Wallwisher is a free internet application that allows you to build a wall that then you or you and others can post notes on.   To build a wall you will need to log in with an email account but an email account is not needed to post notes on that wall.  Good news for those of us working with students under the age of 14.    Privacy levels can be set for each wall and posts can be moderated.

Once a wall is built there are a number of ways to distribute or share your wall.  Walls can be embedded into a webpage, blog or wiki.  You can link directly to the wall for users to go straight there.  It also provides an RSS feed so walls can be monitored through your RSS readers, such as iGoogle.

As I started looking for how others were using this tool I found the ideas fit into a few categories.  (This was easy to do as I took the ideas that were posted on the wall and started moving them around to create the groups!)

  • Brainstorming/ Idea Gathering
  • Homepages – a place to gather resources, post announcements, leave messages, provide homework help, etc.
  • Skill building – note-taking, vocabulary, sorting and summarization work wonderfully on this.
  • Portfolios of Student Work – either as a class or an individual.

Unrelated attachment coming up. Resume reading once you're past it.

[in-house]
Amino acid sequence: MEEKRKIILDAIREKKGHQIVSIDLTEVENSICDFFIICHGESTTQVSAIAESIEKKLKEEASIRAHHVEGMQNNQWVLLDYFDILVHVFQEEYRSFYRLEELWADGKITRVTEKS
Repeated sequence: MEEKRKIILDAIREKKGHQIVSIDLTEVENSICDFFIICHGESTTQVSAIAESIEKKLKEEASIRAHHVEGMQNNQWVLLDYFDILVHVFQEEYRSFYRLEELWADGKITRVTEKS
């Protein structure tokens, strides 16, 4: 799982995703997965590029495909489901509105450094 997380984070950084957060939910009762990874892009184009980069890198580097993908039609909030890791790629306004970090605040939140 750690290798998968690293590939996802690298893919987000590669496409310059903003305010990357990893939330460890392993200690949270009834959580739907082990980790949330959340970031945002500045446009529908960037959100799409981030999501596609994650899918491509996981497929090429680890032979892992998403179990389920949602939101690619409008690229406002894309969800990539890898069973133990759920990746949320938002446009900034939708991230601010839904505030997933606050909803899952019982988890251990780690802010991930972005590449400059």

I created a wall with all the ideas of classroom use I have found by searching the web and have embedded the wall below.  Please feel free to add to it!

Get Started:

The best way to learn to use this tool is to jump in and get started!

Go to my wallwisher sandbox and make your first post:

Or go to: – log in and build your first wall.

Please share your ideas for wallwisher or the walls you build!

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Recently this web site was sent out through my PLN (personal learning network).  It was given as a suggestion for using technology to teach poetry.

Basically the website has photos and users can drag and drop words from their gallery onto the picture, or they can write free style.  Here is my first attempt:

PicLit from

See the full PicLit at

I then started digging around and found it also offer lessons plans on how teachers can use this site to teach grammar, figurative language and poetry.  Those resources caught my eye and made me want to share this sight with the teachers on campus.